Bring killers of Chinese man to justice, Locsin urges PNP
MANILA, Philippines — Foreign Secretary Teodoro Locsin Jr. on Tuesday urged the Philippine National Police to quickly resolve the killing of a Chinese national in Las Piñas City last week, warning that Filipinos in China might suffer the consequences if the Philippine government failed to bring the killers to justice.
Local police said Yang Kang, a 27-year-old Chinese citizen who was working here, was handcuffed by another Chinese before he fell to his death from the sixth floor of a building in Las Piñas City on Friday.
China has demanded a quick resolution of Yang’s death.
“One hundred percent agree with China on this one. We go down this road of letting Chinese nationals be hurt, our people in China will pay,” Locsin tweeted on Tuesday.
It did not matter if the crime involved only Chinese nationals, added Locsin, who insisted that “failure to bring the killer to justice” was a sign of a failed state.
“When a foreign national is killed on our soil, we are obliged to allow the foreign national’s state to send its own investigators to solve the crime we seem unable to. That is international practice,” he said.
The PNP disagreed.
Gen. Oscar Albayalde, the PNP chief, said Chinese investigators were welcome but could only act as observers.
“Coordination is also allowed, especially in exchange of information,” Albayalde said in a text message to the Inquirer.
Brig. Gen. Bernard Banac, spokesperson for the PNP, also said Chinese investigators may come, but not work as part of the probe team.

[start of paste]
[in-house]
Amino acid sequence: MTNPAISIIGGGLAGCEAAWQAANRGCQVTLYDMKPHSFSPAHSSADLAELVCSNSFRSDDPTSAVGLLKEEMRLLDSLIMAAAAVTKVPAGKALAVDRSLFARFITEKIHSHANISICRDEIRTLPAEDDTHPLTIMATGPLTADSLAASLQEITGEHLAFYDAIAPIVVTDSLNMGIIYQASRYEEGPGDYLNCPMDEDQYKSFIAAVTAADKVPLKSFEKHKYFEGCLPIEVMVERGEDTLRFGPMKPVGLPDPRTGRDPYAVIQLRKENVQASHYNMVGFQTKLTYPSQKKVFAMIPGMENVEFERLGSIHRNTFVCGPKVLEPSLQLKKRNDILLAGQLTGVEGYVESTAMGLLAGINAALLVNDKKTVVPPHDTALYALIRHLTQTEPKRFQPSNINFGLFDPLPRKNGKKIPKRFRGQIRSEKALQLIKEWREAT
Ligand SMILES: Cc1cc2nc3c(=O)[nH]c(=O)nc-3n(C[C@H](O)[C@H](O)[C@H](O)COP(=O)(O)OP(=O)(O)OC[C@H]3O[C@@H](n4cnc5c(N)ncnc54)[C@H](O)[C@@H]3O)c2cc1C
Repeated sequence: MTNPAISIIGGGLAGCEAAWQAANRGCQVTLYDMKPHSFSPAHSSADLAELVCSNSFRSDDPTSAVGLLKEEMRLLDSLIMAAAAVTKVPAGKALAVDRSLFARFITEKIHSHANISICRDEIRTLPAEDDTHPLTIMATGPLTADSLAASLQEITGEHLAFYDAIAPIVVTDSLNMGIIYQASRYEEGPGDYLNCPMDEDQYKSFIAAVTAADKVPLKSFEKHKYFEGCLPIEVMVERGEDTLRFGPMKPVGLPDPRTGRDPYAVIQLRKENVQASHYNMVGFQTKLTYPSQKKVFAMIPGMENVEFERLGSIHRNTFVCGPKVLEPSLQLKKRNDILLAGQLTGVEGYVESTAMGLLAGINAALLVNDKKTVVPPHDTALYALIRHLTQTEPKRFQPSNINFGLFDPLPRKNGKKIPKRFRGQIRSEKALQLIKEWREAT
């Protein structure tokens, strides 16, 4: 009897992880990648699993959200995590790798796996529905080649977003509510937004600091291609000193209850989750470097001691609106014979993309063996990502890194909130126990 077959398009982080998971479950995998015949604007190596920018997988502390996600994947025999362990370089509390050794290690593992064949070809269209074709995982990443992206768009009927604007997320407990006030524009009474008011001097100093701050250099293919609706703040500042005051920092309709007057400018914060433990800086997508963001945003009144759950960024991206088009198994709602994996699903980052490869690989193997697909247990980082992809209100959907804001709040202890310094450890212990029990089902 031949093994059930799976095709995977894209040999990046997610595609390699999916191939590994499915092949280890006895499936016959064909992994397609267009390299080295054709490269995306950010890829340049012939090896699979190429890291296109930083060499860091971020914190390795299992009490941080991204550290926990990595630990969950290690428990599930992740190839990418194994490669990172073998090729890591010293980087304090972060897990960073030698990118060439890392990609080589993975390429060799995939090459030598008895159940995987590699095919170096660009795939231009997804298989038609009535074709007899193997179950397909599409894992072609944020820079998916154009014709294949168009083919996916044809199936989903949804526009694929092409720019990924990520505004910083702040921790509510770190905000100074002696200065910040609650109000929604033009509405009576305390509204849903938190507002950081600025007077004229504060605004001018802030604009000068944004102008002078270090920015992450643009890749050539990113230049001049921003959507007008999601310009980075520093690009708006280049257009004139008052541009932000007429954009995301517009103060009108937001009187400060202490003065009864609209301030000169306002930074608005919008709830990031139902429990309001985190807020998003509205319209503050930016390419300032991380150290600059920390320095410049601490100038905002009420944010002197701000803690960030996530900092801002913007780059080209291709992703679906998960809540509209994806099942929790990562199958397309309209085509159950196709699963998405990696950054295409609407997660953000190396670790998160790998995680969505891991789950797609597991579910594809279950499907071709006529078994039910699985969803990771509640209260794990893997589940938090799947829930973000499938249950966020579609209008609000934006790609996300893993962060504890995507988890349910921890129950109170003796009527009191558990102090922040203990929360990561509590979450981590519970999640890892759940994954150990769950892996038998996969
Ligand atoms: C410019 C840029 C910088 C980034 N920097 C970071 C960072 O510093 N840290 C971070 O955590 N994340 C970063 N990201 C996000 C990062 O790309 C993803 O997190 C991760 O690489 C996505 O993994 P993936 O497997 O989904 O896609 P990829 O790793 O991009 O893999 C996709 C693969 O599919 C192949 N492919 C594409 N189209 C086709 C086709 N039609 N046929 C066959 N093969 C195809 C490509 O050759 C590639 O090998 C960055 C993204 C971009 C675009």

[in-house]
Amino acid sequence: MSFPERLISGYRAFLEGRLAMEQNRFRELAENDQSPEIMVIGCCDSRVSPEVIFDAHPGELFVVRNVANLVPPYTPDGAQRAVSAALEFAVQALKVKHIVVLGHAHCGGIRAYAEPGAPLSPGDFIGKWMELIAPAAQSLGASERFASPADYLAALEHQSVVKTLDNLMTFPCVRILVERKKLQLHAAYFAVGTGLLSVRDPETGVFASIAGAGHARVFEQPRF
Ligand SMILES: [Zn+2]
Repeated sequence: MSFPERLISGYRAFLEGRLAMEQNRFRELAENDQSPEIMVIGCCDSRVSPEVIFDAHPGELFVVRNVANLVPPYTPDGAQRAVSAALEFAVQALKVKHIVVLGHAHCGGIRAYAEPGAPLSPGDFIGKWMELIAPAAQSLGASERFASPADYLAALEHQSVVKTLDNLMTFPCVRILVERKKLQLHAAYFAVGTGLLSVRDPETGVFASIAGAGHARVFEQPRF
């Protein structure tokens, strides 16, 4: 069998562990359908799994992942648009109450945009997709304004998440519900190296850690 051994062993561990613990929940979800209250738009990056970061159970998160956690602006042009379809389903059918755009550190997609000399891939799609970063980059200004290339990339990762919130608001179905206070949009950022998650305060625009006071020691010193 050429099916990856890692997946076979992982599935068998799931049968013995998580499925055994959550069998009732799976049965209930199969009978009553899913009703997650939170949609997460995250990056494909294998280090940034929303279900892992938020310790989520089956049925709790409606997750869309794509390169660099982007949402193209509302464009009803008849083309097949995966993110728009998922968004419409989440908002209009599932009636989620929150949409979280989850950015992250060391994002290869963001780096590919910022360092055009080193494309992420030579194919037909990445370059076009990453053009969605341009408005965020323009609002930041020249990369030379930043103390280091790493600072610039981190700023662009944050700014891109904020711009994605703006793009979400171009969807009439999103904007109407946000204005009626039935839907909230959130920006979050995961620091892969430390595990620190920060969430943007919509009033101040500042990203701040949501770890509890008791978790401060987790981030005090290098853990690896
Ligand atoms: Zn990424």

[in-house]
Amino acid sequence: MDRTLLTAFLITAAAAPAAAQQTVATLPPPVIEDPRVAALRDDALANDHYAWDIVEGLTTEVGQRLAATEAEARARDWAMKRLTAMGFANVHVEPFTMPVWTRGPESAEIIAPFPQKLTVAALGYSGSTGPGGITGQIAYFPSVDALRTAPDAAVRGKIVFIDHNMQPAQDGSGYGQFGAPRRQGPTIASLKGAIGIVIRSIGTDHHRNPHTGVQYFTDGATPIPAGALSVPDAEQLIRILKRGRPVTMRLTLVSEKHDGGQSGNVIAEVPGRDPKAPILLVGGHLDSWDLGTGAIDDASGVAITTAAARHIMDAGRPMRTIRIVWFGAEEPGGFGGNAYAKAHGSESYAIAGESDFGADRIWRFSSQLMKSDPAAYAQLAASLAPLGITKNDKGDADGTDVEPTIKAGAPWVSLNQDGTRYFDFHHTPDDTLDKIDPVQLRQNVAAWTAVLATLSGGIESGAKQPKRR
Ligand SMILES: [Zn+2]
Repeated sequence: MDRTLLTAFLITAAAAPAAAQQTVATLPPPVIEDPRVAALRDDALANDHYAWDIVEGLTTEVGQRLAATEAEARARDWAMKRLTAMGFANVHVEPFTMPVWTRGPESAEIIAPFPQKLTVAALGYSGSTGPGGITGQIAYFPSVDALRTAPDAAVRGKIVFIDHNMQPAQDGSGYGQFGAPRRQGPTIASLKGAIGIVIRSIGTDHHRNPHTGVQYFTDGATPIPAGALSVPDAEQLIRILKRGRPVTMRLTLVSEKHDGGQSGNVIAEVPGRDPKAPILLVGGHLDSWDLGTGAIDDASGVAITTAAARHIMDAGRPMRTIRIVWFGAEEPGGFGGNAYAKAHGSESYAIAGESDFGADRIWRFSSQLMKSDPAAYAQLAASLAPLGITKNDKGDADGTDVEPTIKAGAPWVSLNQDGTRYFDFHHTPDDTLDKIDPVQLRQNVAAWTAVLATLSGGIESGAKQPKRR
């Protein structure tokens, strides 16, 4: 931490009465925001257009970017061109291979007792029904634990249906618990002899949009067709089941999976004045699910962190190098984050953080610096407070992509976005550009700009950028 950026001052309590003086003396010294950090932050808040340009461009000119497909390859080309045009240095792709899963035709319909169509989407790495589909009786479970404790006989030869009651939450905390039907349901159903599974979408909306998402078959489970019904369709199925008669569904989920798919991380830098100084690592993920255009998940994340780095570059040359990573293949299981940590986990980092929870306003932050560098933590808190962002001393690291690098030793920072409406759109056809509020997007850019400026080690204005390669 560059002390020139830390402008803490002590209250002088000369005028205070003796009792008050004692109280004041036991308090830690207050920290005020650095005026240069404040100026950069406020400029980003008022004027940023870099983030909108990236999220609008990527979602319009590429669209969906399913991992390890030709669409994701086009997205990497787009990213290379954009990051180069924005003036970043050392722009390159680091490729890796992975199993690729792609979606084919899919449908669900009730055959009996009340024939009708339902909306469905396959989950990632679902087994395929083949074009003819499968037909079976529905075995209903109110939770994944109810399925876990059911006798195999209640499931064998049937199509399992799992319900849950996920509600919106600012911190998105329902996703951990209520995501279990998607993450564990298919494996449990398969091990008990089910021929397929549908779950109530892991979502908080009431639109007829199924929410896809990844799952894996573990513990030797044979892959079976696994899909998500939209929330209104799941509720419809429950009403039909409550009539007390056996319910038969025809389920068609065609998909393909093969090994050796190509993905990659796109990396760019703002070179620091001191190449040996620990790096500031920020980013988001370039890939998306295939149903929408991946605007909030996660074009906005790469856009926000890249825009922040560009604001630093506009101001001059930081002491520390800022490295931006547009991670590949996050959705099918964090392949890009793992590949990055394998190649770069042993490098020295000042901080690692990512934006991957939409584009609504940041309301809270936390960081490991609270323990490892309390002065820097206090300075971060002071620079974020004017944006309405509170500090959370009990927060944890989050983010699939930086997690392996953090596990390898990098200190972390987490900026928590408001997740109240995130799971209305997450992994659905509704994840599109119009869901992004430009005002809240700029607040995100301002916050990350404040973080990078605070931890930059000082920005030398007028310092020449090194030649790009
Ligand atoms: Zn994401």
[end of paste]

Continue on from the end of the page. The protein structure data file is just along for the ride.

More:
“Insofar as our laws are concerned, only the PNP and [the National Bureau of Investigation] have those powers and functions to conduct criminal investigation [in the Philippines],” Banac said.
Las Piñas police earlier said Yang could have been trying to escape from captivity when he slipped and fell from the sixth floor of the building in Pamplona Dos village.
Yang, the local police said, may have owed money to a compatriot who detained him to force him to pay up.
There have been reports, however, that many workers in Philippine offshore gaming operators (Pogo) are brought over by Chinese illegal recruiters whose Chinese partners here hold the workers like slaves, confiscating their passports and restricting their movements.
China appeared to be aware of it, calling it “modern slavery” in its complaint about Pogo operators that it said undermined its crackdown on cross-border gambling.
The Chinese Embassy in Manila issued the statement after Malacañang announced that President Duterte had decided to raise the Philippines’ 2016 arbitral victory over China in the two countries’ territorial dispute in the South China Sea to Chinese President Xi Jinping during his visit to Beijing later this month.
It said Chinese citizens’ rights were being violated and dozens were kidnapped, tortured and physically abused by local employers who confiscated their passports.
The statement did not identify the nationality of the local employers. —With reports from Christia Ramos and the wires
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